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Guaranteed Depression!

Updated: Dec 28, 2019

I don't know about you, but I rarely get depressed.


Sure, the continuous battle to protect wildlife, fight for human rights and pressure the government to do this or that can be tiring, frustrating and, arguably, depressing, but this is now a constant frustration and it can be 'tuned out'.


When I really start to feel depressed about stuff is when I've been away in our 'secret corner' of Poland, watching huge numbers of species in rich habitats for two whole weeks, while around us extensive forest contains wolves, lynx, wildcats, pine martens, bears, wild boar, black woodpeckers, nutcrackers, lesser spotted woodpeckers and more bats than you can shake a stick at.


Why would I feel depressed after such an amazing experience, after watching beavers every day in our back garden, after seeing eagles soaring overhead and hearing corncrakes calling incessantly from the many flower-rich hay meadows?


Why would I feel depressed when I've been watching red-backed shrikes, storks, purple emperor butterflies, flycatchers and the occasional Ural owl?


I may even have seen another wolf (I've seen two so far, one at just 5m in full sunshine), or at least heard them howling, so why would I feel depressed?


Why would I feel depressed when I've been among like-minded folk photographing birds, butterflies, crickets, sand lizards and perhaps an adder, smooth snake, grass snake or slow worm in the sunshine all day?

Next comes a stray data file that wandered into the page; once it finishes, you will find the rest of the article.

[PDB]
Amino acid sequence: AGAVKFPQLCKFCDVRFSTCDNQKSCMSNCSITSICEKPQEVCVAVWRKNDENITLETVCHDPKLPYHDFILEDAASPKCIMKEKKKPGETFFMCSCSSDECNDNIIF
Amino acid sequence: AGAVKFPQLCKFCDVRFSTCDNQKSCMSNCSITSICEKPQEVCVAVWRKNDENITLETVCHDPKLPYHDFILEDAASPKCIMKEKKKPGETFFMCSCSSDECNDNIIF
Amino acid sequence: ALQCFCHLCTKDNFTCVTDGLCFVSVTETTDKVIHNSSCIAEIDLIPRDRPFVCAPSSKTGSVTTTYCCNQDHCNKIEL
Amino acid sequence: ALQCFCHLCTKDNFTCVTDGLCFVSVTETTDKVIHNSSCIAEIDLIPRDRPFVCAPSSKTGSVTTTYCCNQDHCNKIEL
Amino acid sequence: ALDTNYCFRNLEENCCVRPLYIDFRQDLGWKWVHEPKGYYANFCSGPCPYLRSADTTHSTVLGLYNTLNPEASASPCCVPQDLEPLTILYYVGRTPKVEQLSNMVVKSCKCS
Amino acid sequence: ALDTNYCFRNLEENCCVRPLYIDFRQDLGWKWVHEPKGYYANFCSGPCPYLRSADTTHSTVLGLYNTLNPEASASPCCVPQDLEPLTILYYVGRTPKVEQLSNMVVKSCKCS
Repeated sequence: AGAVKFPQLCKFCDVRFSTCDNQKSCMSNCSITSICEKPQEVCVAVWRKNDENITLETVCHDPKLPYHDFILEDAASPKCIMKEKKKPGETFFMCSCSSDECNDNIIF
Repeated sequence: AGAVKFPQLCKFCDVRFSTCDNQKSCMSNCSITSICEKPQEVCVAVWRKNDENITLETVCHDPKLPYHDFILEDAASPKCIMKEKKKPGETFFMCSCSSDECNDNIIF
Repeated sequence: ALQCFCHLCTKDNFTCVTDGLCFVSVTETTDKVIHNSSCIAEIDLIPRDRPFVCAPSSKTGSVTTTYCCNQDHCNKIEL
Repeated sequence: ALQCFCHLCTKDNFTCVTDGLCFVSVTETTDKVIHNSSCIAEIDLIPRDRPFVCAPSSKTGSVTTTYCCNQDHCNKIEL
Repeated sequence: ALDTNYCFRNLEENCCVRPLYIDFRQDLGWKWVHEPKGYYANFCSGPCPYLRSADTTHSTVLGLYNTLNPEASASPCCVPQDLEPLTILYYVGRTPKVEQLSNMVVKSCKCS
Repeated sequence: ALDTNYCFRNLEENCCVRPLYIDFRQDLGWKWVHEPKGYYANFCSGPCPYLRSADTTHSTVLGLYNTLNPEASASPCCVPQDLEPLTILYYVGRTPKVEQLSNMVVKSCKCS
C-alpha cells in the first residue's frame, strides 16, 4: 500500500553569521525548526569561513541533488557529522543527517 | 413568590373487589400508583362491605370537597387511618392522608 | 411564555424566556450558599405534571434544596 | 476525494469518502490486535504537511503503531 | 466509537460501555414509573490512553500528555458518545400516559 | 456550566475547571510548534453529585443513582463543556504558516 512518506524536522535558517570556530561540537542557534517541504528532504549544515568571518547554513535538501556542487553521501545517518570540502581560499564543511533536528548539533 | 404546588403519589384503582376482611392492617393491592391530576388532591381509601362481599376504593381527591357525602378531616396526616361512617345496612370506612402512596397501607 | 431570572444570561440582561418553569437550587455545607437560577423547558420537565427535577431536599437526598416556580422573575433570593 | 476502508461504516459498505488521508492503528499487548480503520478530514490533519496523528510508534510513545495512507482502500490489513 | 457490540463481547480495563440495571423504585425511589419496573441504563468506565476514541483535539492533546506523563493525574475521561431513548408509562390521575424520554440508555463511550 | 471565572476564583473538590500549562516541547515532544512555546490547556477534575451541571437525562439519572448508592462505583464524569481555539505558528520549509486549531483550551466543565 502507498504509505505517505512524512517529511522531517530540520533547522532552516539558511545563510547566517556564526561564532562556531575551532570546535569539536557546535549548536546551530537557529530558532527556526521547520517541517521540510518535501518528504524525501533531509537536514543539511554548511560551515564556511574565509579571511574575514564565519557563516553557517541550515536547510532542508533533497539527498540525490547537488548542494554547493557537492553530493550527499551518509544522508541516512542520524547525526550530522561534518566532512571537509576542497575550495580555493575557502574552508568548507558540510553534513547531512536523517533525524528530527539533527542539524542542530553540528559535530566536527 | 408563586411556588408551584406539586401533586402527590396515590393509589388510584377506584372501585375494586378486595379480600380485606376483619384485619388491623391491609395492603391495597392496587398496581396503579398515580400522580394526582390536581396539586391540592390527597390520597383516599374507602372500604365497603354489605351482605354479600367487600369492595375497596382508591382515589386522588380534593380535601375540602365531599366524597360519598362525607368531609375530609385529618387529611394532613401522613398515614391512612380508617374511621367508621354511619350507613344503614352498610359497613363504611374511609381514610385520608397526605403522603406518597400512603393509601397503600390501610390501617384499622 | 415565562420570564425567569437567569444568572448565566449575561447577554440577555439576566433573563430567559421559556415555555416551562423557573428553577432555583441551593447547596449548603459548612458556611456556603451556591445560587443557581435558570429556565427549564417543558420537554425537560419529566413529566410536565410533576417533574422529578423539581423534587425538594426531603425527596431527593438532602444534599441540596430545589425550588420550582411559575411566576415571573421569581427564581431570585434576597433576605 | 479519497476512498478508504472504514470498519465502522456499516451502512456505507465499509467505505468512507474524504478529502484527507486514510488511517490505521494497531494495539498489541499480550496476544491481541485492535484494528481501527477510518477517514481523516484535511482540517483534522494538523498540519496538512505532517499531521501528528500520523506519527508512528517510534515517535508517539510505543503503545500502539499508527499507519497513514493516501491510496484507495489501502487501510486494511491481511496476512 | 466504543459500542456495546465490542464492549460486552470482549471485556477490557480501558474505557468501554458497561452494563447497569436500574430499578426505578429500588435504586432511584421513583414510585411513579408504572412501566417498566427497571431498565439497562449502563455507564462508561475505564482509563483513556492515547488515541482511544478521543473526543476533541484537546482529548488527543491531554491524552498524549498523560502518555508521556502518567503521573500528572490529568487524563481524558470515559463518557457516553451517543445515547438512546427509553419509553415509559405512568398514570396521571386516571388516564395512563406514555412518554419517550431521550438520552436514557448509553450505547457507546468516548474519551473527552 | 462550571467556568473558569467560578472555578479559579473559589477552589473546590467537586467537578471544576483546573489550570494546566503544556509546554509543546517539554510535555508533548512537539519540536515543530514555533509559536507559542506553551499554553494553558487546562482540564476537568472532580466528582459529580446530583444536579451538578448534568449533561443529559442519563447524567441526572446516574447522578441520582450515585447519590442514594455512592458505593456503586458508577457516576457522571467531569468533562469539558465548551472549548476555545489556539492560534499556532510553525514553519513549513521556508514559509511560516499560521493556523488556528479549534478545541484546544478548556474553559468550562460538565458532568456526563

Why would I feel depressed when my trail cameras give me fantastic videos of a pack of wolves or a lynx?

No, during these amazing trips I feel great and we all have an amazing time surrounded by more wildlife than it's possible to see in the UK, ever.


I get a bit sad when we have to leave and we head to the airport and again when we finally take off on our journey home, but I don't feel depressed then either.


A feeling of depression hits me a couple of hours later, as we fly over the UK coast and I look out of the window and down to the landscape below.


Thoughts like: "What have we done?"; "No wonder we have no wildlife left!"; "How can people talk about 'conserving biodiversity', when we don't have any?" cross my mind and I remember what we've just left in our 'secret corner' of Poland and compare it with the barren and denuded landscape below me as we cross the UK.


I can't wait to go back again in May and June and introduce a new group of UK ecologists, conservationists and naturalists to a landscape where we can see lots of familiar species, but in much higher numbers than in the UK, plus many species that are now very rare or extinct in the UK, plus a few bonus species that have never been here.


I can't wait to have something to focus my camera on again; a reason to carry it for miles, knowing that there'll be lots to photograph, not least the looks of amazement on my guests' faces as they decide what to look at next.


I want to show those whose job it is to conserve, restore and recreate habitats that we have many misconceptions in the UK about which species prefer which habitats and the way the habitats 'should' fit together for maximum biodiversity.


Simply put, if you've never seen a landscape that's directly comparable to the UK but that's heaving with a multitude of species, literally buzzing with life, you should definitely come with us and not just open your eyes to the scale of what we've lost, but also to what we need to do to get it back.


Just don't look out of the window as we fly back to the UK!

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